Native Science: Interconnection, Local Knowledge, & Memory

Native American, science

By Christy Tidwell

November is National Native American Heritage Month, a chance to acknowledge the history and living culture of Native American peoples. As a science, technology, and society program, this seems a good opportunity to discuss Native science, also called Indigenous science or Traditional Ecological Knowledge (TEK). As the varied names for this indicate, it’s not one monolithic entity but incorporates ideas from many perspectives. It is both traditional, building on Native peoples’ long histories of learning about and sharing knowledge, and contemporary, an ongoing part of living in and with the world.

What is Native Science?

Gregory Cajete (Santa Clara Pueblo) coined the term, and he describes Native science as “a metaphor for a wide range of tribal processes of perceiving, thinking, acting, and coming to know that have evolved through human experiences with the natural world.” Cajete says, “Native science is born of a lived and storied participation with the natural landscape. It is the collective heritage of human experience with the natural world” (2). In other words, Native science combines human and nonhuman and describes what humans know by relating to, communicating with, and experiencing the world. It is not a science based on laboratory experiments or anonymous review.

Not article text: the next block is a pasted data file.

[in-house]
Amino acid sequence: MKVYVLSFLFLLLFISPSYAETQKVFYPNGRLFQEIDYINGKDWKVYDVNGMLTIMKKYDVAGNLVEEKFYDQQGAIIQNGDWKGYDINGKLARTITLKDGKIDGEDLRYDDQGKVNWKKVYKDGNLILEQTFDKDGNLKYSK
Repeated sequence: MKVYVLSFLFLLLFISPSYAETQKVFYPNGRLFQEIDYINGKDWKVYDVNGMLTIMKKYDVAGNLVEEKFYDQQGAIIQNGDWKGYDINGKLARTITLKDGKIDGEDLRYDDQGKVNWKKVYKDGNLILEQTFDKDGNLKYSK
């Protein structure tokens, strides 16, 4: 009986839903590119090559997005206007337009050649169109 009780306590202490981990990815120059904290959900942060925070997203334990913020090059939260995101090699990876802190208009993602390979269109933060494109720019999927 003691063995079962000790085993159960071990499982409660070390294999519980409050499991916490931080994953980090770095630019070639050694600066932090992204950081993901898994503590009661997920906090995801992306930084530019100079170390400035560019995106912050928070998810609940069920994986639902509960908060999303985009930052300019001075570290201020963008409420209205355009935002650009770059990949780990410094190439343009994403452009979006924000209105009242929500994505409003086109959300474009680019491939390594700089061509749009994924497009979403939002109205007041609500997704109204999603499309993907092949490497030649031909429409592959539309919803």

This contrasts with Western ideas of science by emphasizing connection rather than separation, relationships rather than objective distance. Native science sees people as part of the world they’re learning about, not outside it, and therefore people cannot be removed from scientific work. If you’ve been trained to think of science as necessarily objective and tainted by any hint of subjectivity or bias, this may sound unscientific. However, as Leila McNeill points out in a Lady Science interview, “It really just means that it’s grounded in this specific experience of this specific group of people in this specific place, which can actually give us better results than if we were looking at something that is looking at large, broad questions that they’re trying to apply to everything that just kind of obscures the particular.”

Understanding as Comfort: “The Sciences Sing a Lullabye”


By Christy Tidwell

As I noted in my earlier discussion of Robert Kelly’s “Science,” poetry and science are not as separate as we might often think: they are both creative, and they both challenge us to see the world in new ways. In “The Sciences Sing a Lullabye” (2007), Albert Goldbarth illustrates another similarity between science and poetry by personifying the sciences (specifically physics, geology, astronomy, zoology, psychology, biology, and history) and imagining them as comforting figures.

Geology says: It will be all right.

Albert Goldbarth, “The Sciences Sing a Lullabye”

It is comforting to think, as Physics tells us, that our atoms will “dance / inside themselves themselves without you,” or, as Geology says, that “All of the continents used to be / one body. You aren’t alone.” Meanwhile, Astronomy comforts the reader with a reassurance that “the sun will rise tomorrow” while History hands us “the blankets, layer on / layer, down and down.” In other words, the processes of our bodies and of the world will continue, even without our attention. And science is what provides the evidence of this continuation.